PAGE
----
Some policies can support fertility, but only in the margin. Good reproductive health care and information are important. Social infrastructure such as parental leave policies and availability of day care facilities are also important, including to support (female) labor participation. Most analysts expect in our EU countries that fertility rates will remain below replacement, which implies that populations will grow or decline based on net migration and integration policies.

What induces people to move to another country? Politics, employment prospects, and justice. While some public actors have a talent for conspiracy theories to blame others and gaslighting large swaths of the public some of the time, in the end, individuals on average have a good nose for smelling true unfairness in society. If this becomes endemic, or morphs into strong clientelism or outright insider/outsider institutions, or gender or sex discrimination, etc., then trust in society and politics will deteriorate. This sets up a leakage of energetic and talented people to seek their fortunes abroad: they vote with their feet.

This is how political systems compete: do the citizens trust the politicians and the justice system, or not? If not, net migration will likely turn negative.[7] Everything is relative, and no country is free from problems, but moving to another country is a big step, and individuals/families don’t make such choices lightly. Quality politicians do not worry about discussing these issues, in fact, they will welcome the public dialogue. They provide honest, fact-based and level-headed assessments, as they see it and document it, what the economy can likely deliver in the future for next generations. They eschew promises that taste good in the short run but exceed the carrying capacity for society to support and finance in the long run. Unwillingness to pay for what we want today, and instead loading young generations with debt does not fit this bill. At the end of the day, it is policies in different countries that matter, not where we are born.

*Bob Traa is a macroeconomist and author of "The Macroeconomy of Greece: Odysseus' Plan for the Long Journey Back to Debt Sustainability" published in 2020.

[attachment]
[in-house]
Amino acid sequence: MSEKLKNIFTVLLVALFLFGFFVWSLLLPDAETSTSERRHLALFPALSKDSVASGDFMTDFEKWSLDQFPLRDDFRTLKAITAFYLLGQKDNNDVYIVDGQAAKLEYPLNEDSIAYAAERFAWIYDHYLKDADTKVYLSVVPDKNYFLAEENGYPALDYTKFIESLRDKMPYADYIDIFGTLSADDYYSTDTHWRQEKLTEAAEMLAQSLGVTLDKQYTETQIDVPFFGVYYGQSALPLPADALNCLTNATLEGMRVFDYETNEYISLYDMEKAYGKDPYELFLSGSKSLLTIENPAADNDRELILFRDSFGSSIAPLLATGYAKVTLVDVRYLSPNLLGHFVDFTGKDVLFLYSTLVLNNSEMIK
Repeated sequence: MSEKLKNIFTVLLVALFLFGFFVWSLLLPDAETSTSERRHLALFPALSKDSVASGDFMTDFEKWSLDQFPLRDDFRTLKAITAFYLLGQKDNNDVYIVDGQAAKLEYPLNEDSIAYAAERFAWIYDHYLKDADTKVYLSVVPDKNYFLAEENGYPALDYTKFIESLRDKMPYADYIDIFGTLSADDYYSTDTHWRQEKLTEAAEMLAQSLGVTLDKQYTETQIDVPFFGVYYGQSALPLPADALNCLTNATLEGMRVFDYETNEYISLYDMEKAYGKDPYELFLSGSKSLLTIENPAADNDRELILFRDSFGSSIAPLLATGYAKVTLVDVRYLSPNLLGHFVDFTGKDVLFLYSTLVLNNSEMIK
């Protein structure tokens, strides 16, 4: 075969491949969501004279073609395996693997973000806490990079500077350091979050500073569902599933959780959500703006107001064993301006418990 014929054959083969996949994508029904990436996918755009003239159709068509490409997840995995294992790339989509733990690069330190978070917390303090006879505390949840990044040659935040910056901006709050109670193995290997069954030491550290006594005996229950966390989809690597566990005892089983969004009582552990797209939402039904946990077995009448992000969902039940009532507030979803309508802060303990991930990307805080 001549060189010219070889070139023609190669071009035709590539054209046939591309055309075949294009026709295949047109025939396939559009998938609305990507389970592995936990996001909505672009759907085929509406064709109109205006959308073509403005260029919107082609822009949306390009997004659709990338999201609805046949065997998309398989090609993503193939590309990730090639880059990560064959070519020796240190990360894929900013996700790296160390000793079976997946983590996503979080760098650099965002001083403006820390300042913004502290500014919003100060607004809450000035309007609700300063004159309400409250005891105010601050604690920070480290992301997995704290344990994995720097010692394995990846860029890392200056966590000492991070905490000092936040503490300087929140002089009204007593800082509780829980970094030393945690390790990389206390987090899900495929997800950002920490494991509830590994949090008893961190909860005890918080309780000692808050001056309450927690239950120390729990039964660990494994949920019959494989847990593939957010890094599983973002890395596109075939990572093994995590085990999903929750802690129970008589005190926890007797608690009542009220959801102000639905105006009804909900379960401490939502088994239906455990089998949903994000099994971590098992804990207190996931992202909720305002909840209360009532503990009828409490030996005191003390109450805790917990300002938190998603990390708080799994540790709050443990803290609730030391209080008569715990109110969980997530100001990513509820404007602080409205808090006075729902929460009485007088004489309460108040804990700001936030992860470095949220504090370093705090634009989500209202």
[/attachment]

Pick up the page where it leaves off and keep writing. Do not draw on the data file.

[1] Bob Traa: The Macroeconomy of Greece, and Bob Traa: The Macroeconomy of the Netherlands (both books are available on Amazon.com).

[2] The cycles may be changing in both countries: the Netherlands has had some good years, but may experience somewhat more challenging times in the near future (the Dutch so-called “Polder Model” is getting older). Greece has gone through a crisis, but may experience somewhat more favorable years in the near future as the recovery intensifies. The relative fortunes of countries often go back-and-forth.

[3] Norway is not an EU country but is included because of its likeness with the north-western countries in respect of demographics. I also include the Western Balkans as candidate countries for EU membership. I exclude the UK because of Brexit which has stopped the freedom of movement of EU citizens.

[4] The Gallup World Poll is a key source for the United Nations World Happiness Reports, published since 2011. These reports broaden the scope for well-being beyond real GDP per person and are well-worth reading.

[5] Palgrave (2021) has recently published two interesting volumes on the experience of the 11 EU enlargement countries from Eastern Europe. The “migration channel” of economic adjustment was found to be important, especially as interacting with developments in foreign direct investment and institution building: “Does EU Membership Facilitate Convergence? The Experience of the EU's Eastern Enlargement - Volumes I&2” Editors: Landesmann, Michael, Szekely, Istvan P. 

[6] The COVID pandemic also has brought some restrictions, but these are expected to be temporary and for obvious public health reasons.

[7] Some political systems are so afraid of this response by the public to their policies that they prohibit citizens from leaving the country. This was notorious under the previous Soviet Union, and still is in North Korea. It is also a concern for the future of the new Afghanistan where it is not yet clear whether those who wish to emigrate will be allowed to leave the country.